Sandra Ramos (1969, Havana), Lives and works in Havana and Miami
Alongside Belkis Ayón, Abel Barroso and Ibrahím Miranda, Sandra Ramos is one of the artists that led a
revolution, or what came to be known as a “vindication”, in engraving in Cuba in the 1990s. But Sandra
does not just focus on engravings; she also produces installations, videos, paintings, collages. She has
a characteristic preoccupation with issues of migration, and how these are linked to memory, loss, and
uprootedness. Her name cannot go unmentioned in any serious writing on exodus and flight, and has
become indelible from any conversation on issues of identity and of what Ramos has characterised as
“our cursed condition of being surrounded by water everywhere”: a condition intimately tied to deep
existential concerns (such as isolation and levity), if not death itself. Her art can thus be seen as a sort of
insular Apocalypse, without being parochial for it.
Ramos’s work is laced with poetry. Her pieces embody the schizophrenic logic upon which Cuba’s social
imaginary is built, a reservoir of hope and disenchantment, recovery and loss, happiness and sorrow,
acceptance and rejection.
MÉXICO / SAN FRANCISCO
EXPO CHICAGO 2016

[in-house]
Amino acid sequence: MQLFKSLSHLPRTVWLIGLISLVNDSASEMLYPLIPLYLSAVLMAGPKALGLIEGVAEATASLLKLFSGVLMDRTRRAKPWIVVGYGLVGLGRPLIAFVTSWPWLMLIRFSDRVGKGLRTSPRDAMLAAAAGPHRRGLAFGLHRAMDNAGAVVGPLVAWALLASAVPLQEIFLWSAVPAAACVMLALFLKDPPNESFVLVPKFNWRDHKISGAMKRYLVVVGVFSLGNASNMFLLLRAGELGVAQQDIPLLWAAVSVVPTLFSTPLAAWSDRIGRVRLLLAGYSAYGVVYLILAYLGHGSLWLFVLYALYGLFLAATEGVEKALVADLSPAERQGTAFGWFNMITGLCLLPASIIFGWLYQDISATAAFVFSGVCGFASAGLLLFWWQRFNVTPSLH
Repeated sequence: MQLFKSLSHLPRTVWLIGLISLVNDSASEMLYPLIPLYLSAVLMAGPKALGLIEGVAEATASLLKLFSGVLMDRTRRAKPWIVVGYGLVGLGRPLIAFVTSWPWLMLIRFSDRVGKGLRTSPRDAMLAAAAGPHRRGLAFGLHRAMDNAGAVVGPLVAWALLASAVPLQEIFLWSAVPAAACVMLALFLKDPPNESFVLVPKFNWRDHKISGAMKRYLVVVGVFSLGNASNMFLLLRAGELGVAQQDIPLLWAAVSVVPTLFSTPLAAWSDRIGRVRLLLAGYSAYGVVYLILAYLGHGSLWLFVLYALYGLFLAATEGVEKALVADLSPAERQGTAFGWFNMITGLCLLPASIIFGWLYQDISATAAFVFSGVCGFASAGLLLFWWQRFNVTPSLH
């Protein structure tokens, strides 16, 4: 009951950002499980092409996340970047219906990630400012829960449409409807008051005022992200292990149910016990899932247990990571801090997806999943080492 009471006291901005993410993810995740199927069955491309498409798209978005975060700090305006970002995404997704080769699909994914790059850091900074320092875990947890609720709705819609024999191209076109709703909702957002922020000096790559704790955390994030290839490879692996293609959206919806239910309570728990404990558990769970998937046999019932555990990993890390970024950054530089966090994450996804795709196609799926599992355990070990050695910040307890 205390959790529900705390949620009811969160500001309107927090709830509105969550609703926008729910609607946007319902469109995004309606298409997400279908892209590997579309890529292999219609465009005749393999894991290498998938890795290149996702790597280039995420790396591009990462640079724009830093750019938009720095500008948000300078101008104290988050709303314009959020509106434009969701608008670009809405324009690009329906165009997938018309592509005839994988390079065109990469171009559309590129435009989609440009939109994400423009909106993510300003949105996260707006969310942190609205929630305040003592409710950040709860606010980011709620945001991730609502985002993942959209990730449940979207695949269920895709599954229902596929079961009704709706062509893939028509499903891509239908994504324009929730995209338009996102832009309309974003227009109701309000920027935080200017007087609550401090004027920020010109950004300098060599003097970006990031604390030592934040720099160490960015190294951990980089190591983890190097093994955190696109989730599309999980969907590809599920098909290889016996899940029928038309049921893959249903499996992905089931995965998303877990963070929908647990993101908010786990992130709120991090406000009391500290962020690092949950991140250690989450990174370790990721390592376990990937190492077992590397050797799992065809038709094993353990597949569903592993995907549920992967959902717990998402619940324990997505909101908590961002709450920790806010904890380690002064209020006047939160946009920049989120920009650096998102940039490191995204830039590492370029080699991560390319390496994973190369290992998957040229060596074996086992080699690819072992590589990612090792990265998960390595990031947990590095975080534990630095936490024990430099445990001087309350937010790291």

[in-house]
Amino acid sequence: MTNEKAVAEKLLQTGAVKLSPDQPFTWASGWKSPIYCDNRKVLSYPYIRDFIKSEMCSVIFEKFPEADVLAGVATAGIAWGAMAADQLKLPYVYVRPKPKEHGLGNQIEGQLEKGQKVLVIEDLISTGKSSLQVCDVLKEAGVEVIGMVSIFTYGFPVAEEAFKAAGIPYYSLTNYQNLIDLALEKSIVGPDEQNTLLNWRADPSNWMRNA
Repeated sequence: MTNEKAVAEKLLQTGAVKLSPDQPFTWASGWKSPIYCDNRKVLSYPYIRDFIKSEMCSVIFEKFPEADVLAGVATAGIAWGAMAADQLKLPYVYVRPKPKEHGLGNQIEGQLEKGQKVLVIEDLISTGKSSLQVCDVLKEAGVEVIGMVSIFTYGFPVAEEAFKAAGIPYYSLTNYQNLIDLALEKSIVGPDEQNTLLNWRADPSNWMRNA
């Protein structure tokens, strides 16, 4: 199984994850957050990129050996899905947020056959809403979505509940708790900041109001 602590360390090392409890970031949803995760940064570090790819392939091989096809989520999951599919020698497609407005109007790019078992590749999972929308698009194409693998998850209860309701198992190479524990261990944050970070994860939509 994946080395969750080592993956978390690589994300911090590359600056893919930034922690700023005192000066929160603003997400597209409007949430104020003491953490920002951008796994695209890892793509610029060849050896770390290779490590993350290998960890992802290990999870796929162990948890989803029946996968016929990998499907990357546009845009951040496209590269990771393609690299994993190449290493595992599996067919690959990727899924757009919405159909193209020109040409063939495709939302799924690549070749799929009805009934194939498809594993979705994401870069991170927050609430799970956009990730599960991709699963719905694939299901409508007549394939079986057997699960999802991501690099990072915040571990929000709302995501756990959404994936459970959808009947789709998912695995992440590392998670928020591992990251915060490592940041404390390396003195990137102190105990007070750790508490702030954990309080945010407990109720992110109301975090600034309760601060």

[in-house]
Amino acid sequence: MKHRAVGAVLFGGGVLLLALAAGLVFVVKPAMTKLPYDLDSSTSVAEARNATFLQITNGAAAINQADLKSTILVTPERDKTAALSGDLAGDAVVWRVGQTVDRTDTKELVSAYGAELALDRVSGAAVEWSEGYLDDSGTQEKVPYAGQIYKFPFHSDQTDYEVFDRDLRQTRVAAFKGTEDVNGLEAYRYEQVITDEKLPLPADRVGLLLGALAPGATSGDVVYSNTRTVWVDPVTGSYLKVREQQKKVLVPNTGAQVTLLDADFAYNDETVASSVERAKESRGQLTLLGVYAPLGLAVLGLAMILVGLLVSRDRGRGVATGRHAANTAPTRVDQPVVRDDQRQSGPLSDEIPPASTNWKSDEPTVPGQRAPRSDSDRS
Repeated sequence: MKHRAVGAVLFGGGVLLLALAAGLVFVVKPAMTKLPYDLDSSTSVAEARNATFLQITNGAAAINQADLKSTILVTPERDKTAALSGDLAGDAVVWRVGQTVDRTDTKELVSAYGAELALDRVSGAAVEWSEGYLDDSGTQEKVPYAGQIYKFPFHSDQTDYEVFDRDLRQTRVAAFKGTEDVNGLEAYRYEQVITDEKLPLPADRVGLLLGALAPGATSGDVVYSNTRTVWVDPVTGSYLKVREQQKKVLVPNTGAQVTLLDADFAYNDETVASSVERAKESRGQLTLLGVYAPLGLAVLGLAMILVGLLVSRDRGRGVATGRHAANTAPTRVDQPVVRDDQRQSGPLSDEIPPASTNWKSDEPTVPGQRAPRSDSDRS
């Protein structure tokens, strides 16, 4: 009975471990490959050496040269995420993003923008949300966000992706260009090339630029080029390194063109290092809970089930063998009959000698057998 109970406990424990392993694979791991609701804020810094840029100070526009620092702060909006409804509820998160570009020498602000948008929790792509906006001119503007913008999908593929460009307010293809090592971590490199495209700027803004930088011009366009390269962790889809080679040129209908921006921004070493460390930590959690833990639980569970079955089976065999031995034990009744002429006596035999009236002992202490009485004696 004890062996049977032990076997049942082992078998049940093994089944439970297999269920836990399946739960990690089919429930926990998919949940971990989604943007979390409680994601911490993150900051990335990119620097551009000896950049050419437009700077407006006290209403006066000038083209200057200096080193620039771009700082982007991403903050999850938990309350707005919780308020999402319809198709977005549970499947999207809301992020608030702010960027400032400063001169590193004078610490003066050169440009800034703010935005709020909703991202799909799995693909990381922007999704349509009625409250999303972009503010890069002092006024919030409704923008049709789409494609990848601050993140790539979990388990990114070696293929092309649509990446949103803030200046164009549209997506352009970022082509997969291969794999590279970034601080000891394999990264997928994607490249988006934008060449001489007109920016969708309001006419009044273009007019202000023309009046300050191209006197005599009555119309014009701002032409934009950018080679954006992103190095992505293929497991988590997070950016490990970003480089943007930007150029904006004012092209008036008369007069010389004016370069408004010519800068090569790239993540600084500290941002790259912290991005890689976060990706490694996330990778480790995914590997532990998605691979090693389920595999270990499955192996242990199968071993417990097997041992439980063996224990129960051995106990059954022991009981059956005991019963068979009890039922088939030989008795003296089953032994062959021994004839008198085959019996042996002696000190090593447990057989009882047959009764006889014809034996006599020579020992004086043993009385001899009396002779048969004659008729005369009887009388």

SEPTEMBER 22 - 25, 2016
Navy Pier, Chicago, IL, EE. UU.
Consonant with this, her images have a quality of imprecision, of deterioration caused by mental
turmoil. Her work also captures what is there as desire and aspiration. Such material allows Ramos to
occupy a space that is blurred by uncertainty, if not drowned in that last instance. Her creations are
about constants in the limbic system that have disappeared, become estranged, fleeting and floating,
both in the remaining side and in the escape. («All that is solid vanishes in the air»). Such has been
Sandra’s persistent dilemma: seeking the uncertainty and promise embodied in utopia, or remaining
stuck in the hopelessness and «the dirty puddles» of that same utopia.
Over the past several years, Sandra has spent a considerable part of her time living in the United States.
As a deeply committed artist, she has also expanded and deepened her areas of reflection and
engagement. It is therefore not surprising that part of her work flourishes on her cultural, social and
political observations, as well as the visual codes of this and other countries, especially in their relation
Sandra’s works for Expo-Chicago are grounded on the Aristotelian axiom that man is a political animal.
The series she presents here are based in ideological differences and tensions. She resorts to the power
ball to talk about our voluntary insertion and subjection into frameworks of domination through
delight: the way in which politics are designed as a game, a captivating spectacle that provides us with
distraction. Portraits, videos, and objects (the face of a politician or an established public figure is drawn
on all of them), as well as an interactive ping pong table constitute Sandra’s offering for the galería nina
Public collections: Museo Nacional de Cuba, Havana; Museum of Modern Art (MoMA) NY; Art Museum
of Arizona State University (ASU), AR; Canvas Art World, Amsterdam; Casa de las Américas, Havana;
Fuchu Art Museum, Tokyo; Ludwig Forum für Kunst, Aachen: Museum of Latin American Art (MoLAA),
Long Beach, CA; National Royal Museum of Art, Ontario; Thyssen-Bornemisza Art Contemporary,